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Pre- and postnatal smoking intervention in managed care settings
  1. Michael Wall
  1. Pediatric Pulmonary Division, Doernbecher Children's Hospital, Oregon Health Sciences University, 3181 SW Sam Jackson Park Road, Portland, OR 97201, USA;wallm{at}

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    Maternal smoking has become the most preventable cause of fetal loss and preterm delivery in the United States. In addition, maternal smoking has been associated with postnatal morbidity and mortality from respiratory infections and sudden infant death syndrome.1Approximately 30% of women who are pregnant and smoke quit at some point in their pregnancy, but postpartum relapse rates in the ensuing 6–12 months average 60–80%.2 In our studies as well as others, the major predictors of continued smoking during pregnancy are daily consumption of cigarettes, low socioeconomic status, and the presence of other smokers in the home.3 Similarly, the major predictors of postnatal relapse are socioeconomic status and other smokers in the home.3

    Managed care capitated organisations have a financial self interest in maternal smoking intervention. There is no other clinical circumstance in which the positive effects of smoking cessation are as immediate as during pregnancy. It has been estimated that every dollar spent in maternal smoking cessation leads to immediate savings of $3 and long term savings of about $7.4 One could fund the entire smoking cessation program of an average sized managed care organisation (MCO) for the short and long term health costs of one extremely premature infant.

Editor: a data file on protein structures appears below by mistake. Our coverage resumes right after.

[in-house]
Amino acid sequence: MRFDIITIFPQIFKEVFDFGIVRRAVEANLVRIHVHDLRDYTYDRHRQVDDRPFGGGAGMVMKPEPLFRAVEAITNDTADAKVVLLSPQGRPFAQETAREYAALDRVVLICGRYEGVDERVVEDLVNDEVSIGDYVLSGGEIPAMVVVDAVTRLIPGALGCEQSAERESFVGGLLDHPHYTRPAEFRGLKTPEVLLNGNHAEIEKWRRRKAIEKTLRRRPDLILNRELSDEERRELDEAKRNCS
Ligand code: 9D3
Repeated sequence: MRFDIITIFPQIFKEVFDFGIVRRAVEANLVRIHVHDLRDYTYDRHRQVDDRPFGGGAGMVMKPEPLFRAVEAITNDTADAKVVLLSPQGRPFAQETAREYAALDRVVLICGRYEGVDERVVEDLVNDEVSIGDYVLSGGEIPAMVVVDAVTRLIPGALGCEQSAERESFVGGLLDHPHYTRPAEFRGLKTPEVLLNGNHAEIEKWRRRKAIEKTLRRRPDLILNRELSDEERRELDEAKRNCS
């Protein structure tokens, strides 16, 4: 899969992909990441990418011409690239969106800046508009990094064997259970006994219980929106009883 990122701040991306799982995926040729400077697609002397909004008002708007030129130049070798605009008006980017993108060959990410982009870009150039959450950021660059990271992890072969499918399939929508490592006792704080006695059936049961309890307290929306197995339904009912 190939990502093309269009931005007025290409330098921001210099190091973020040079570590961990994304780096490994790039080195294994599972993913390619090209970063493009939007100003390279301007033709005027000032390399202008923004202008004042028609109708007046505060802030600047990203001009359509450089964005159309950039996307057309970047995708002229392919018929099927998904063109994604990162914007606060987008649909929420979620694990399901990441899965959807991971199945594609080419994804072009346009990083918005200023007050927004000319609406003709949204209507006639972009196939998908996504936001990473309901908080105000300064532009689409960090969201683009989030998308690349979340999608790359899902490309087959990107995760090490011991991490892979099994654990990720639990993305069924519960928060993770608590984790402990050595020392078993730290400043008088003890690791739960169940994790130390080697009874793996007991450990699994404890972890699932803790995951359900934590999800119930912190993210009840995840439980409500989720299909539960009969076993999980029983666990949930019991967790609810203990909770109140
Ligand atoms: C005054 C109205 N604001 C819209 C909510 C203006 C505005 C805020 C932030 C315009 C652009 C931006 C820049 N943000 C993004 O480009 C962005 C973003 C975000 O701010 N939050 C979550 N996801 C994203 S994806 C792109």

Effective maternal smoking cessation and relapse prevention in an MCO requires the assemblage of an interactive team including obstetrical providers and their staff, system case managers, maternity service staff, and postnatal providers. Putting together such a team approach in the combination of provider/individual practice association/hospital(s) health system/insurer can be a formidable task. Our current work has suggested a format that may work for other systems.

    We believe that a brief smoking history should be taken at the first prenatal visit. The history should identify current smokers as well as recent quitters. To screen for smoking status we use the following two questions: did you smoke in the month before learning that you are pregnant; and do you smoke now? Further information can then be obtained as indicated by the responses to the two questions. Obstetrical providers should provide brief, office based interventions using the now standard “4 A's” approach.5 Smoking during pregnancy offers at least three different areas for discussion with the mother: her own health, the health of the child, and role modelling (“Most women who smoke do not want their own children to become smokers. How do you feel about that?”). We believe that system based prenatal case management is an essential adjunct to office based intervention. In our current work we are taking a systems “continuous quality improvement” approach to ensure that the smoking history obtained at the provider office is transmitted as soon as possible (1–2 weeks) to system case managers. The case managers then begin their own smoking assessment and intervention. The case management is not limited to smoking as a sole risk factor. Our data show that maternal smoking is strongly associated with other risks such as alcohol, drugs, sexually transmitted diseases, abuse, and depression.

    We are currently in the process of linking the providers and case managers to existing hospital based smoking intervention to provide a brief “booster” at the time of delivery. Previous work has shown that we can link postnatal providers via the case managers or hospital based programs. The major challenge for the future is to develop programs directed at other smokers in the home.